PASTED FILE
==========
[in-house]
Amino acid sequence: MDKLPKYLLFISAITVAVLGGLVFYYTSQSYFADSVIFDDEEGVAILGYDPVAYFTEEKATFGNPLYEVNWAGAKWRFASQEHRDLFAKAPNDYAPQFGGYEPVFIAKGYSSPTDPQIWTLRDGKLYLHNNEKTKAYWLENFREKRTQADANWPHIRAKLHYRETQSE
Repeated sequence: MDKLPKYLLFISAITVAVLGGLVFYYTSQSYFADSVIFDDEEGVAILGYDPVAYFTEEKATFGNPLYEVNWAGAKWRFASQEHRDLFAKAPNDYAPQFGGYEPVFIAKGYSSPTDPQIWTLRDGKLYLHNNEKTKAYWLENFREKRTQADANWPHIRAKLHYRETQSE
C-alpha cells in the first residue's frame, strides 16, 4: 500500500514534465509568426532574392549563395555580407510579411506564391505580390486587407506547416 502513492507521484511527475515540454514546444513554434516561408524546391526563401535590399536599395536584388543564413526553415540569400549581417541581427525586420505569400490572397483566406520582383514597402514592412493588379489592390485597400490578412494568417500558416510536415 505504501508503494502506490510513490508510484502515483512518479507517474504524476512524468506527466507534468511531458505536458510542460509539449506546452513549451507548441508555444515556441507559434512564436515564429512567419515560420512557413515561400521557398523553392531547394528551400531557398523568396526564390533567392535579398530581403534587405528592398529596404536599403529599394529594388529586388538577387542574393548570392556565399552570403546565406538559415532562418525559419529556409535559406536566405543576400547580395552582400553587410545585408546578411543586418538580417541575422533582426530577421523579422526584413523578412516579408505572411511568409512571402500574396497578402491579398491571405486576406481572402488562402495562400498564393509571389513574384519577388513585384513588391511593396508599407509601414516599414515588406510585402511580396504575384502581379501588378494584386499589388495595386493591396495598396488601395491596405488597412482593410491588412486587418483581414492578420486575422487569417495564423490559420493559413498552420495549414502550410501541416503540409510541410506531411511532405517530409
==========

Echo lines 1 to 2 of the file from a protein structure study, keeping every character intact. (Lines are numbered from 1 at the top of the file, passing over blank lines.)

[in-house]
Amino acid sequence: MDKLPKYLLFISAITVAVLGGLVFYYTSQSYFADSVIFDDEEGVAILGYDPVAYFTEEKATFGNPLYEVNWAGAKWRFASQEHRDLFAKAPNDYAPQFGGYEPVFIAKGYSSPTDPQIWTLRDGKLYLHNNEKTKAYWLENFREKRTQADANWPHIRAKLHYRETQSE